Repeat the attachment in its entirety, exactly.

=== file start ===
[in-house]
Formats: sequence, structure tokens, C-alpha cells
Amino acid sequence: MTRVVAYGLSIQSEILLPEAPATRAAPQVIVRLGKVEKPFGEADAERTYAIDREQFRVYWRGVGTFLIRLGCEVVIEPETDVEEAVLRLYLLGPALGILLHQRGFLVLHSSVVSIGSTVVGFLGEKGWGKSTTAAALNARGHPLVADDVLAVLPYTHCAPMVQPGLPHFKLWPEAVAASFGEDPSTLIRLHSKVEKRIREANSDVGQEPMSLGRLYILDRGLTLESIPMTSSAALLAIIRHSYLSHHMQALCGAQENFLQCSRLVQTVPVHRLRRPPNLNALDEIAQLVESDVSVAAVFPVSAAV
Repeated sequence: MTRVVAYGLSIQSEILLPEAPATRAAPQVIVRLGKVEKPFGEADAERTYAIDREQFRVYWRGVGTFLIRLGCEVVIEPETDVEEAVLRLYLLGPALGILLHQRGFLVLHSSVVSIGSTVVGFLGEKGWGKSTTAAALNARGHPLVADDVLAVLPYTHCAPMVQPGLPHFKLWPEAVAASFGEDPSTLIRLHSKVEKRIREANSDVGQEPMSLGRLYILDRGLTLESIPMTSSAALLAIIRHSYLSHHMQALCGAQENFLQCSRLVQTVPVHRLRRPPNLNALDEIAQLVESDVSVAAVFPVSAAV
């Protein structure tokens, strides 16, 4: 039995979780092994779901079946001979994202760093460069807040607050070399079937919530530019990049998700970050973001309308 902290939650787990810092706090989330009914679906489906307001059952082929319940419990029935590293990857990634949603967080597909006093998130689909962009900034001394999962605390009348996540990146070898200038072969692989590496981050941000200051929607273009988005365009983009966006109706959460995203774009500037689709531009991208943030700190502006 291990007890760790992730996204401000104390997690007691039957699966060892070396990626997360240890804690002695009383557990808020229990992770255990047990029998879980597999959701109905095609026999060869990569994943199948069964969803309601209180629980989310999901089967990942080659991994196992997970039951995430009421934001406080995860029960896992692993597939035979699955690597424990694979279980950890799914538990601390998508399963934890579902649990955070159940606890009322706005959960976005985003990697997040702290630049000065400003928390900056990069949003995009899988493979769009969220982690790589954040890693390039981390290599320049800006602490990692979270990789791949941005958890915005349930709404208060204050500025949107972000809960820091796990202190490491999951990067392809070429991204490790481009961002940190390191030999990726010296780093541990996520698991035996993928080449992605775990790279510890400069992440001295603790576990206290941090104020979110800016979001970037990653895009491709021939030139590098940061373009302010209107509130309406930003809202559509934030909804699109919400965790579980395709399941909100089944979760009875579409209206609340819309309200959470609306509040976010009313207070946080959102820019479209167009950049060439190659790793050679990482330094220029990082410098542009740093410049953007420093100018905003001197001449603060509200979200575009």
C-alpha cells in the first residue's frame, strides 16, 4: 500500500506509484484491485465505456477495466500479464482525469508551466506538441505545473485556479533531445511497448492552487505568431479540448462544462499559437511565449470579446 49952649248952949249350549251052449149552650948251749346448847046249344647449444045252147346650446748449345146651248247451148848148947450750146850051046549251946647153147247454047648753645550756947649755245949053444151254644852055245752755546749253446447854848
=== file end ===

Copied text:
[in-house]
Formats: sequence, structure tokens, C-alpha cells
Amino acid sequence: MTRVVAYGLSIQSEILLPEAPATRAAPQVIVRLGKVEKPFGEADAERTYAIDREQFRVYWRGVGTFLIRLGCEVVIEPETDVEEAVLRLYLLGPALGILLHQRGFLVLHSSVVSIGSTVVGFLGEKGWGKSTTAAALNARGHPLVADDVLAVLPYTHCAPMVQPGLPHFKLWPEAVAASFGEDPSTLIRLHSKVEKRIREANSDVGQEPMSLGRLYILDRGLTLESIPMTSSAALLAIIRHSYLSHHMQALCGAQENFLQCSRLVQTVPVHRLRRPPNLNALDEIAQLVESDVSVAAVFPVSAAV
Repeated sequence: MTRVVAYGLSIQSEILLPEAPATRAAPQVIVRLGKVEKPFGEADAERTYAIDREQFRVYWRGVGTFLIRLGCEVVIEPETDVEEAVLRLYLLGPALGILLHQRGFLVLHSSVVSIGSTVVGFLGEKGWGKSTTAAALNARGHPLVADDVLAVLPYTHCAPMVQPGLPHFKLWPEAVAASFGEDPSTLIRLHSKVEKRIREANSDVGQEPMSLGRLYILDRGLTLESIPMTSSAALLAIIRHSYLSHHMQALCGAQENFLQCSRLVQTVPVHRLRRPPNLNALDEIAQLVESDVSVAAVFPVSAAV
């Protein structure tokens, strides 16, 4: 039995979780092994779901079946001979994202760093460069807040607050070399079937919530530019990049998700970050973001309308 902290939650787990810092706090989330009914679906489906307001059952082929319940419990029935590293990857990634949603967080597909006093998130689909962009900034001394999962605390009348996540990146070898200038072969692989590496981050941000200051929607273009988005365009983009966006109706959460995203774009500037689709531009991208943030700190502006 291990007890760790992730996204401000104390997690007691039957699966060892070396990626997360240890804690002695009383557990808020229990992770255990047990029998879980597999959701109905095609026999060869990569994943199948069964969803309601209180629980989310999901089967990942080659991994196992997970039951995430009421934001406080995860029960896992692993597939035979699955690597424990694979279980950890799914538990601390998508399963934890579902649990955070159940606890009322706005959960976005985003990697997040702290630049000065400003928390900056990069949003995009899988493979769009969220982690790589954040890693390039981390290599320049800006602490990692979270990789791949941005958890915005349930709404208060204050500025949107972000809960820091796990202190490491999951990067392809070429991204490790481009961002940190390191030999990726010296780093541990996520698991035996993928080449992605775990790279510890400069992440001295603790576990206290941090104020979110800016979001970037990653895009491709021939030139590098940061373009302010209107509130309406930003809202559509934030909804699109919400965790579980395709399941909100089944979760009875579409209206609340819309309200959470609306509040976010009313207070946080959102820019479209167009950049060439190659790793050679990482330094220029990082410098542009740093410049953007420093100018905003001197001449603060509200979200575009």
C-alpha cells in the first residue's frame, strides 16, 4: 500500500506509484484491485465505456477495466500479464482525469508551466506538441505545473485556479533531445511497448492552487505568431479540448462544462499559437511565449470579446 49952649248952949249350549251052449149552650948251749346448847046249344647449444045252147346650446748449345146651248247451148848148947450750146850051046549251946647153147247454047648753645550756947649755245949053444151254644852055245752755546749253446447854848